Where a permeable sheet is used in the process of the invention, the thickness of the sheet is preferably such that the pressure drop across the sheet is less than about one atmosphere, and usually the thickness of the sheet, or stack of sheets, is less than about one foot, and particularly between 0.01 inch and 1.0 inch such as for example 0.25 inch. With a permeable sheet flow rates as high as 15 cubic centimetre per minute per square centimetre of sheet can sometimes be obtained with good conversion. More usually the flow rate lies between 0.01 and 10.0 cubic centimetre per minute per square centimetre of sheet.
The enzyme is chemically bonded to the sheet by a bridging group, i.e. one that is capable of forming a chemical link between the sheet and the enzyme. It is usually necessary that the enzyme should be bonded to the sheet in such a Way that the enzyme is not detached from the sheet by passage of the substrate either through or over the sheet.
Methods for treating an insoluble support so as to produce a stable intermediate containing reactive bridging groups include, for example, forming carboxymethyl groups on a polymer such as cellulose, esterifying the pendant carboxymethyl groups, and then reacting them with hydrazine and nitrous acid to form the azide derivative. This can then be reacted with the enzyme. A particularly preferred stable intermediate is one that is produced by reacting a triazinyl compound with a polymer so as to produce a stable intermediate having attached thereto reactive bridging groups of the formula:
where X represents a reactive radical, for example, a halo gen atom, and Y represents a halogen atom or a nucleophilic substituent that is an amino group or an aliphatic or aromatic group. Particularly suitable methods for chemically bonding enzymes to insoluble supports are described in US. Pat. Applications Nos. 742,978; 740,043; and 742,612.
In all these methods of attachment, it must be realised that the activity of the enzyme may be seriously affected by the physical conditions during manufacture. It is known, for instance, that the activity of such enzyme systems may be considerably reduced or eliminated if any drying process, particularly one involving heating, is used and it is recommended that a freeze-drying technique is employed for this purpose.
In one aspect of the invention, the sheets are permeable permitting the free passage of reactant solutions through them. These sheets may, therefore, be used in conditions of high fiow rate without inducing high pressure drops.
In another aspect of the invention, the sheets are impermeable to liquids. These sheets may be used so that reactant solution passes along the length of the sheet. For example, the sheet may be made in the form of tubing or rolled up into a tube, one side of which either the inside or the outside, is treated chemically to attach an enzyme layer.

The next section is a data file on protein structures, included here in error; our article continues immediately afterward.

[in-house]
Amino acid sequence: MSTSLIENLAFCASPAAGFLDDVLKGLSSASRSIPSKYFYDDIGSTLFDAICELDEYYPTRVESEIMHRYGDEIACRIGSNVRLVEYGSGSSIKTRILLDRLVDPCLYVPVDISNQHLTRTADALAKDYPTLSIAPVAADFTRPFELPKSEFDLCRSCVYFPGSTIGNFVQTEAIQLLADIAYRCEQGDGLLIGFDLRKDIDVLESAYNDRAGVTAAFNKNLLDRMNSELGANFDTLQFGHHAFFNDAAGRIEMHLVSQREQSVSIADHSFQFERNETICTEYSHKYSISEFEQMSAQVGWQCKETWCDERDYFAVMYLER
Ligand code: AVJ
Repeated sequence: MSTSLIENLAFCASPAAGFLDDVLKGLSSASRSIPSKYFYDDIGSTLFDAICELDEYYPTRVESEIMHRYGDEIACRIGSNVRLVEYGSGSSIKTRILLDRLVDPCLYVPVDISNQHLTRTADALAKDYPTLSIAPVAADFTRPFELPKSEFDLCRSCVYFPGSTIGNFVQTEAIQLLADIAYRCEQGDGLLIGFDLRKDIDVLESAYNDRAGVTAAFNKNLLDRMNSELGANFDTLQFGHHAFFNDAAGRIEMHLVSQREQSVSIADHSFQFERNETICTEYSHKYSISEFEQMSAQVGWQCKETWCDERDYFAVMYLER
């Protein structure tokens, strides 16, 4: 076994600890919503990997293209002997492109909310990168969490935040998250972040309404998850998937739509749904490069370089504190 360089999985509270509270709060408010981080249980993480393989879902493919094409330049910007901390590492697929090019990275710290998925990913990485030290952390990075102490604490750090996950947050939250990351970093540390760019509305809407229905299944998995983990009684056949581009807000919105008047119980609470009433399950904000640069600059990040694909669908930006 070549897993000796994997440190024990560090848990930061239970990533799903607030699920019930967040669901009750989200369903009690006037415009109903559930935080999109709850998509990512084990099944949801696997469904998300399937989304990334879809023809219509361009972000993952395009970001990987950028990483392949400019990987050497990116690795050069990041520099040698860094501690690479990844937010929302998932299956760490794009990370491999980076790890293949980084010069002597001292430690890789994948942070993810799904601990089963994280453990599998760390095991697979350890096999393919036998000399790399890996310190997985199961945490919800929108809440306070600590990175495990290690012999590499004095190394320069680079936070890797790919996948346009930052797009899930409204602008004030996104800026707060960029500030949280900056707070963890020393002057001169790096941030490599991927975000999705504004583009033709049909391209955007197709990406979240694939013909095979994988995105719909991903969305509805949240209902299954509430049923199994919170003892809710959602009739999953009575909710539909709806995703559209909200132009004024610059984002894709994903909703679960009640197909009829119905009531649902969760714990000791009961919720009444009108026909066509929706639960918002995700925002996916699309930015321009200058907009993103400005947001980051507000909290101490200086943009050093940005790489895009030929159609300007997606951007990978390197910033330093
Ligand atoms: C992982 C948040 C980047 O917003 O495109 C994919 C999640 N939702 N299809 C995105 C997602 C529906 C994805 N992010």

The insolubilised enzyme according to the invention may be used for a variety of purposes. If the sheets are permeable, a solution containing the reactants may be made to pass through the sheets. Such sheets may be used in a column, singly or in a stack, or be incorporated in a filter press or similar unit, in which the sheets are held in spacers which may contain fluid channels for the introduction of the solutions of the reactants or wash liquors. Alternatively, the sheet may be positioned to be parallel to the direction of flow of the reactant solution so that this solution passes lengthways along them. The sheet may, for instance, be in the form of a tube. A single unit may contain one or more sheets. Individual sheets may have different enzymes attached to them so that different reactions may be carried out within the same unit.
The insolubilised enzymes of the invention can be used in a wide variety of enzymatically catalysed reactions, and are often suitable for use in processes in which soluble enzymes have previously been used. Thus they may, for example be used in the preparation of penicillins, beer clarification, the preparation of glucose using amyloglucosidase, the preparation of optically active amino acids, and the formation of L-alanine by transamination. Other potential uses include enzymatic hydrolysis of carbohydrates and proteins, the processing of waste materials, the specific manipulation of large natural molecules such as steroids, alkaloids, chloramphenical and ribofiavine, alcoholic and other kinds of fermentation, the fixing of nitrogen, a luciferase system for A.T.P. estimation, biochemical fuel-cells, and the specific oxidation and reduction of organic materials, including carbon dioxide fixation.
The insolubilised enzymes may also be used in enzymatic analysis, particularly in the sequential analysis of proteins, RNA and DNA. In this case the substrate can be, for example, forced through a permeable sheet by means of a syringe. Where chromatography follows the reaction, it may be possible to chromatograph the substrate across a permeable sheet containing the enzyme, for example in urea analysis.
The invention is illustrated by the following Examples:
EXAMPLE 1 A twill filter cloth was washed thoroughly in water, detergent, sodium carbonate and sodium hydroxide (IN) to remove non-cellulosic material. After soaking in sodium hydroxide for 30 minutes the excess sodium hydroxide solution was removed.
Cyanuric chloride (15 g.) was dissolved in 500 ml. of acetone. The cloth was added to this solution followed by water (250 ml.). After agitation for 5 minutes, the cloth was removed and washed in acetone-water (1:1 v./v.) for 10 minutes. The washing was repeated until the smell of cyanuric chloride could no longer be detected. Excess moisture was removed by using absorbent paper.
Chymotrypsin (0.25 g.) was dissolved in water and this solution was poured over those parts of the cloth through which the substrate is to pass. 0.1 M-phosphate buffer (pH 7), (25 ml.) was then added. After about 5 minutes at 2025 C., excess ammonia/ammonium chloride buffer (pH 8.6), was added. This mixture was left at 2 C. overnight. The cloth was washed with large amounts of 1 M-chloride.
The cloth was fitted into a small filter press to give a cross-sectional area of about 100 sq. cm. A low molecular weight substrate of the enzyme, acetyltyrosine ethyl ester, at a concentration of 10 millimolar, was pumped through the filter cloth at various flow rates. The results for the percentage of ester hydrolysed at different flow rates are shown in FIG. 1.